Tuesday, March 10, 2009

The Past is Not Dead...It Surrounds You!

"The past is not dead it surrounds you everyday." I came across this quote in a book I read recently. This author, a history professor, said it was his goal each semester for his students to realize this fact in their lives. It is a simple statement, but one we could all take to heart.

Those of you that know me know that I enjoy walking for exercise. I really don't "hike" anymore since I left the mountains, and since there really aren't any good trails where I live I just walk. I am a suburban walker. When I moved to Petersburg three years ago one of the first things I looked for was a pleasant place to walk. I found a great place that offered a good path and was only a modest four mile walk up and back. Little did I originally know, this path had an interesting history of its own. I noticed right away that it was a canal, but it took some digging (no pun intended) to find out the story. The Upper Appomattox Canal was built over several years in the late 1700s and early 1800s in order to avoid the fall line of the Appomattox River, just west of Petersburg. The canal was used by boatmen who piloted flat, short-draft vessels called batteaux to bring crops, principally tobacco, to market in Petersburg from the farms and plantations to the west. Part of the path that I walk on toady is the original towpath. The canal was cut by enslaved workers, and it must have been extremely difficult work to cut through the rock that now lines parts of the water route. As I walk along the path, I often wonder how many people who also walk here now know how old the canal really is, or how much work went into making it, or how important it was to the economy 200 years ago.

Another example if you will. I live just about 300 yards from where General Grant's Army of the Potomac broke through General Lee's thinly held lines on the morning of April 2, 1865. This breakthough was the event that caused Lee to evacuate Petersburg (and the capital at Richmond) after a nine and a half months of stalemate. One week later Lee surrendered to Grant at Appomattox 90 miles to the west, and for all intents and purposes ended the Civil War. Much like my thoughts about the canal, I often wonder how many people that live in my large apartment complex know the story of what happened so long ago but so close to where they reside. Do they understand the impact that event had on the course of our nation's history? Sadly, I believe most do not...nor do I believe most people care. In our busy workaday lives and society few people have the time or energy to learn about the past when so many other responsibilities demand attention and take priority. But, there are some people out there who do care. There are people out there who for whatever reason become fascinated by history at an early age...or even later in life, and who realize history's importance to our present and our future.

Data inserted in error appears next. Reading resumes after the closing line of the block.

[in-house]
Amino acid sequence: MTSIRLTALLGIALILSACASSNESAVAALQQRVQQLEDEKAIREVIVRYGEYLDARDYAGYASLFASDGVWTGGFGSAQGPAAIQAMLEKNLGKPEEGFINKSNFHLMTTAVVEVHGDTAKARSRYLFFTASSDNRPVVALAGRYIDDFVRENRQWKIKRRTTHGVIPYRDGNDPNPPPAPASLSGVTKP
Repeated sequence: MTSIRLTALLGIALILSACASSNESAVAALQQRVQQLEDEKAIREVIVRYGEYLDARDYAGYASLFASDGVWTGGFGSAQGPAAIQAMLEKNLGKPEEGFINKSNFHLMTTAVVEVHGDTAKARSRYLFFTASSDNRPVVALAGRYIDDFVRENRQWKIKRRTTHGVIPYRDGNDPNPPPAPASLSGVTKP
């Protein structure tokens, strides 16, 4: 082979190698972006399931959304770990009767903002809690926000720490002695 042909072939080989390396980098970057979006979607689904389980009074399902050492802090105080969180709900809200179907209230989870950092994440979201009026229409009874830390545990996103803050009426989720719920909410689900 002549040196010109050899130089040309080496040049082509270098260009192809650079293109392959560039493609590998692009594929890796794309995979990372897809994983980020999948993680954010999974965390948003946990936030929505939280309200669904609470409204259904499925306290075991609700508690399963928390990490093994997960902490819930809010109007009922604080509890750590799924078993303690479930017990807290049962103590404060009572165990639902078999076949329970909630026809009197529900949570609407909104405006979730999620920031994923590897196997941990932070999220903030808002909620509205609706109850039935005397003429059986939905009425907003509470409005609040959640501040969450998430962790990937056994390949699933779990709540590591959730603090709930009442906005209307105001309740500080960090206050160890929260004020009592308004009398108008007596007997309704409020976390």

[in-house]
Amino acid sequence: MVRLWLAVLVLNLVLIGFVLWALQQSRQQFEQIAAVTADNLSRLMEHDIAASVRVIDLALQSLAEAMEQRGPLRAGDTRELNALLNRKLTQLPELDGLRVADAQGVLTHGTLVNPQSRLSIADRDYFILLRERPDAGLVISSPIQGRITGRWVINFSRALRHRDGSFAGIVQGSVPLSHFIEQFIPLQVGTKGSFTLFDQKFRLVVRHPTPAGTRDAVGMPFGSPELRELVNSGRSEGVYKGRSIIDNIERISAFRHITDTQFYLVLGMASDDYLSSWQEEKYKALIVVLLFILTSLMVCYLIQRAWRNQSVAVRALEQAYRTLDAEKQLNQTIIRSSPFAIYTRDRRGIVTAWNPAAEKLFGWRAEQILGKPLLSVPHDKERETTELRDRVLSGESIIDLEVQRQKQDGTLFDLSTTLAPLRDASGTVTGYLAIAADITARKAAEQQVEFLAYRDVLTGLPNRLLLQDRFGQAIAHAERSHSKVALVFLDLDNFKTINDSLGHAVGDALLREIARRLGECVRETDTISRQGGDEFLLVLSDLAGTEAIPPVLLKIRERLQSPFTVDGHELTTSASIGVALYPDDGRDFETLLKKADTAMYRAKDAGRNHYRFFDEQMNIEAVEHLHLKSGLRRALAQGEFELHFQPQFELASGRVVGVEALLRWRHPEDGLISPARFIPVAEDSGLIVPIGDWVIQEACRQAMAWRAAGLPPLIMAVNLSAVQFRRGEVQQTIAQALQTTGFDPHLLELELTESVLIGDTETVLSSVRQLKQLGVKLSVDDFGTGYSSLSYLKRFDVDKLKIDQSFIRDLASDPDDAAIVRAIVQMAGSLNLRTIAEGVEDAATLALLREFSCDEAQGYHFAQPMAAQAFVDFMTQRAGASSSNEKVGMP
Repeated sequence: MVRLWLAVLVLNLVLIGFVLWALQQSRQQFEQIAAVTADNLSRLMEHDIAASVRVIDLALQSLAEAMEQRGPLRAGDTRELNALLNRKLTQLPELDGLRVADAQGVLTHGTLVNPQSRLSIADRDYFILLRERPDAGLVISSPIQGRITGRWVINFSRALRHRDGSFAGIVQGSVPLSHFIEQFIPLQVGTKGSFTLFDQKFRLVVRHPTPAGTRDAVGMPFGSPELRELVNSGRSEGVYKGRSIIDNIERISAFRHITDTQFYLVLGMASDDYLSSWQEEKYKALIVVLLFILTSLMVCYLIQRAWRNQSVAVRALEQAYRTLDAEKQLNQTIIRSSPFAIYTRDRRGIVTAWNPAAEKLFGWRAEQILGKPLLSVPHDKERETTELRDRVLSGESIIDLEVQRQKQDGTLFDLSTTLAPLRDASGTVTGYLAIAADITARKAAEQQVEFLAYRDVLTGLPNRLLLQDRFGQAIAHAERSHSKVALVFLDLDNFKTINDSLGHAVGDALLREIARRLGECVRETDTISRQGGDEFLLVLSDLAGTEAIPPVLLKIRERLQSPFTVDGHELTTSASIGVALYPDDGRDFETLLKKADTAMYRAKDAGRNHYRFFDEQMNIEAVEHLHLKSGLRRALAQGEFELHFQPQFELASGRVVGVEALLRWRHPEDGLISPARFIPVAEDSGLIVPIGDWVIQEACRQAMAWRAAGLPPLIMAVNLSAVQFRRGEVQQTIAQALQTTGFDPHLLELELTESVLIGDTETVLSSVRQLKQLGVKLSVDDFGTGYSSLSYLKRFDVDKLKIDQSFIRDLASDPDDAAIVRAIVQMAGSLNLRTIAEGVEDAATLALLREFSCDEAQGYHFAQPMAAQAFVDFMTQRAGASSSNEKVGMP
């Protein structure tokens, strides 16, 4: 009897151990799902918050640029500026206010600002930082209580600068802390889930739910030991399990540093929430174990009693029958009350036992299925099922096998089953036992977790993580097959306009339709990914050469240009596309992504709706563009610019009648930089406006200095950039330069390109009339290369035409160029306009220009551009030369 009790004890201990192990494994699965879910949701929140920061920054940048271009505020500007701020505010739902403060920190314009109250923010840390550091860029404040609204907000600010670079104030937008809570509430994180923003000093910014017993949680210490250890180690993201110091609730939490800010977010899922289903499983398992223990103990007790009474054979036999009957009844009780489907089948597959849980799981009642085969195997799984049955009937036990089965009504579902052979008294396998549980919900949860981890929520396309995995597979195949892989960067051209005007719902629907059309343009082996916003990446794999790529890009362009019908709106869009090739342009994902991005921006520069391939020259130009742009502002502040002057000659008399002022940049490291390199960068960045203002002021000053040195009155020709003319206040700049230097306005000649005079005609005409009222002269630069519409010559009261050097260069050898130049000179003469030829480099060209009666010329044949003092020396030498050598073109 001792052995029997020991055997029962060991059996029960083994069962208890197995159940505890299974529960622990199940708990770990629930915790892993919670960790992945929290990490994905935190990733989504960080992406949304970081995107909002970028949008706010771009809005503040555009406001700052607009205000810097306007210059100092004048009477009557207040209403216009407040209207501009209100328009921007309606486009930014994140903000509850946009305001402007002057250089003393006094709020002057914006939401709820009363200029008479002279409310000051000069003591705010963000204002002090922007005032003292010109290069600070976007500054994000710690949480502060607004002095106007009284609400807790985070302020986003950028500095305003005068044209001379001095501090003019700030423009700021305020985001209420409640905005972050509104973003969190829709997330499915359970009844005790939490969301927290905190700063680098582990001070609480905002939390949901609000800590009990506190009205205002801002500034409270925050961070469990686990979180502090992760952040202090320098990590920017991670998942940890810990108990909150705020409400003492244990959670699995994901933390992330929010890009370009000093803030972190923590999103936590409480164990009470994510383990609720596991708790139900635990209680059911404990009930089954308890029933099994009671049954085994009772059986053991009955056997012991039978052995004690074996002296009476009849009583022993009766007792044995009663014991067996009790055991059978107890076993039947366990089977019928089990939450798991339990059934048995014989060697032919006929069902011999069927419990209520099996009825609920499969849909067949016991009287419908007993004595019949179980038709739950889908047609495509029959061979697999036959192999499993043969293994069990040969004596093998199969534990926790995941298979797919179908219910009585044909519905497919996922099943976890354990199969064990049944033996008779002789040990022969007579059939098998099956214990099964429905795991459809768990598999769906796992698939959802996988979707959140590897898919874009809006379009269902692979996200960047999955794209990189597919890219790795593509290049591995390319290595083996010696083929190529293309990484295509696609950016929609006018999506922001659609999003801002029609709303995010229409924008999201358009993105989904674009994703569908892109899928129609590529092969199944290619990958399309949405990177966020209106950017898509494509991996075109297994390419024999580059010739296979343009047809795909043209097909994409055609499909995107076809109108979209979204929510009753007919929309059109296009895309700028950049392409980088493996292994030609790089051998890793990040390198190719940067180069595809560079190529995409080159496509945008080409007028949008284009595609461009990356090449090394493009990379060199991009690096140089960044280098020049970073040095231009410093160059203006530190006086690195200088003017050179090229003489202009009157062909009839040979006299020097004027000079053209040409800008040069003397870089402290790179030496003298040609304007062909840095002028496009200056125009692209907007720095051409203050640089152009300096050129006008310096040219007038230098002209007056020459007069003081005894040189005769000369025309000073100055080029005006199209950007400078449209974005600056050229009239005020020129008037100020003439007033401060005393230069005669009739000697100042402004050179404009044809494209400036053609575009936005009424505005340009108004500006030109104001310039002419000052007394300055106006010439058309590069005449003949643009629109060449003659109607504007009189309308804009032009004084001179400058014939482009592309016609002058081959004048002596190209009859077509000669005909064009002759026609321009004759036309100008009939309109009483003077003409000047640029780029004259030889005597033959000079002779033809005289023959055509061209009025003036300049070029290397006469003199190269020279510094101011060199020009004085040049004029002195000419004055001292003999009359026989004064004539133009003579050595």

Indeed, the past is not dead, and it does surround us everyday...please look for opportunities to learn about the past and preserve it for future generations who do care. If you are one of those that care, please take time to share your interest in history.

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